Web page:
Punjab and Sindh are amenable to supporting Balochistan for a faster pace of development. The centre is also anxious to rectify past mistakes and provide greater attention to its political and economic needs to bring it at par with rest of the country, which President Zardari openly offered recently.

A 'consensual' Balochistan package named 'Aghaze Huqooq-e-Balochistan', is being developed by the federal government covering constitutional, administrative and economic aspects which will address political, social and economic problems.

Now is the time for the Baloch leaders of all shades to begin talking to the government. The consensual acceptance of NFC award by all four provincial governments speaks volumes about the spirit of cooperation that marks the environment of empathy towards Balochistan. The federal government has moved to raise Baloch comfort level by actions such as replacing the army with FC in areas of conflict.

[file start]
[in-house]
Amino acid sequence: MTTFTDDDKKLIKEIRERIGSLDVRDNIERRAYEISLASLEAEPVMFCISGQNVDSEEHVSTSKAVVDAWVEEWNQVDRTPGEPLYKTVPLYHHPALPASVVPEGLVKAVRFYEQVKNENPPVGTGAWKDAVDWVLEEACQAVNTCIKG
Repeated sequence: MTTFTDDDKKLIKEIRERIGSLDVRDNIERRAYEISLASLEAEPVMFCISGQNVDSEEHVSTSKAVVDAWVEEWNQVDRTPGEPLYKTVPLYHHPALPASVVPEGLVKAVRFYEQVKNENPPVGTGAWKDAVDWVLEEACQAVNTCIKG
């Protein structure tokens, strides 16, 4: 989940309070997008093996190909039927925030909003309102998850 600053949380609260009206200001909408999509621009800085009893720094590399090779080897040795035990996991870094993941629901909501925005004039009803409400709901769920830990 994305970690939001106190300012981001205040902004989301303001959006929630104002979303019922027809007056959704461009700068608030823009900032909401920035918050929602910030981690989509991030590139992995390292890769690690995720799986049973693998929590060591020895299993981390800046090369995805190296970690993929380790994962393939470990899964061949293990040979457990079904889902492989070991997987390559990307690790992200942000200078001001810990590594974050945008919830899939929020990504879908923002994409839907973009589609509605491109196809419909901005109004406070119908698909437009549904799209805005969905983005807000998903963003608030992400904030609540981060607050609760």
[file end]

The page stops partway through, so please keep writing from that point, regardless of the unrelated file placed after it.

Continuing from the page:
But for these efforts to succeed the dissident leadership will have to dissociate itself from their patron agencies and shun violence. BLA will have to wind up its headquarter in Jerusalem and fundraising office in Washington DC. Other groups will have to follow suit. Baloch nationalism will have to be redefined within the ambit of Pakistani statehood. The dissidents will have to now talk of democratisation of Baloch society instead of restoration of sardari system, of human rights and of changing the lives of disadvantaged people.

On its part the federal government will have to approach the Balochistan issue with an open and liberal mindset, engage the dissidents in a meaningful dialogue about their inclusion in the political process within the framework of the federation and give to the Baloch people a deal that has long been denied and which they cannot refuse.